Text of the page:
This post is part of the Springtime Silent Movie Challenge: In the Beginning..., hosted by Fritzi at Movies Silently. "Here’s the challenge. Before June 21, 2018, you will:
"Watch 5 movies made between 1906 and 1914
"Watch 5 movies made in 1905 or before
"Share your experience on your blog, on social media or here in the comments (I will set up a special post for the purpose to publish on June 21)"
For my five 1905 or before movies, I thought I would look at some pioneering efforts.
My first film is one of the first films. Some people say it was the first movie shot on celluloid, but it was shot on strips of sensitized paper. Other people say it was the first movie shot with a movie camera. That may be correct.
Louis Aimé Augustin Le Prince was born in France in 1841. He moved to Britain in 1866 and to the United States in 1881. He took a US patent for a camera with 16 lenses that could capture motion, but it did it poorly because every lens captured a different angle.
He returned to Britain in 1887 and patented a single lens camera and projector.
On 14-October-1888, Le Prince shot a scene in the garden of his in-law's house at Roundhay, in Leeds. We see four people on the terrace of a home. A young man in a dark suit walks across the scene from left to right. This is Adolphe, Louis's son. Adolphe said that the young lady in the light dress is Annie Hartley, a friend of the Le Prince family. The older lady in black and the older man on the right are Sarah and Joseph Whitley, Louis's in-laws. Sarah Whitley died ten days after Le Prince shot the film. Adolphe said that Le Prince shot the movie at twelve frames per second.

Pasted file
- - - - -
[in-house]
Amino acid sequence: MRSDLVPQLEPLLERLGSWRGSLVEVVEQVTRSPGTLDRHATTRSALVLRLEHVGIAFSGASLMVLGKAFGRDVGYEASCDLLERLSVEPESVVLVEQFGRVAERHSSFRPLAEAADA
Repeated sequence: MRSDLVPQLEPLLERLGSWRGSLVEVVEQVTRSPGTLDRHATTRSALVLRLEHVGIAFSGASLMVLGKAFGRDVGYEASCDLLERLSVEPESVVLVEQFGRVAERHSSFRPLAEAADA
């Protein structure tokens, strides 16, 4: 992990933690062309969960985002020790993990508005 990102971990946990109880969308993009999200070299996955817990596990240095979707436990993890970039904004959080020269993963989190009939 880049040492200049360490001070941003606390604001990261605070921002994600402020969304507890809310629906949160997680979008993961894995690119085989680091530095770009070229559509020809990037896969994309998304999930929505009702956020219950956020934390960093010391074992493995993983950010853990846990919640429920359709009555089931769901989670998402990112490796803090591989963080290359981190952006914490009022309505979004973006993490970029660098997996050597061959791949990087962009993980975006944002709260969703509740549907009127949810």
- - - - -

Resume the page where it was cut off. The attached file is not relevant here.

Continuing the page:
I enjoy watching the film both for its historical importance and because it is a rare opportunity to see late Victorian people goofing around. Even poor Sarah Whitely, who was to die ten days later, looks as if she is having fun.
The National Science Museum in London produced a copy of the surviving frames in 1930. This led to a rediscovery of Le Prince and his work.
In 1890, Le Prince travelled to France to visit his family. After that, he was going to patent his latest devices in the UK, then travel to the US to exhibit them. After visiting his brother in Dijon, Le Prince, was seen boarding a Paris-Dijon express train in Dijon . He was not on the train when it arrived in Paris and was never seen again.
Many people assumed that he committed suicide, but his business was in good financial shape and his family life was happy. Some thought he might have fallen victim to robbers. In either case, how did his body and luggage disappear so completely? His wife suggested that Edison, who was trying to claim the invention of the motion picture, might have had Le Prince killed. To me, that does not seem likely.
In 2003, a person searching in Paris police archives found a photo of an 1890 drowning victim who resembled Le Prince.
The illustrations (Figs. 1-2-3) are from an article in the July, 1931 Journal of the Society of Motion Picture Engineers, "Career of L. A. A. Le Prince" by E Kilburn Scott.
Next Saturday: The first American movie shown to the public.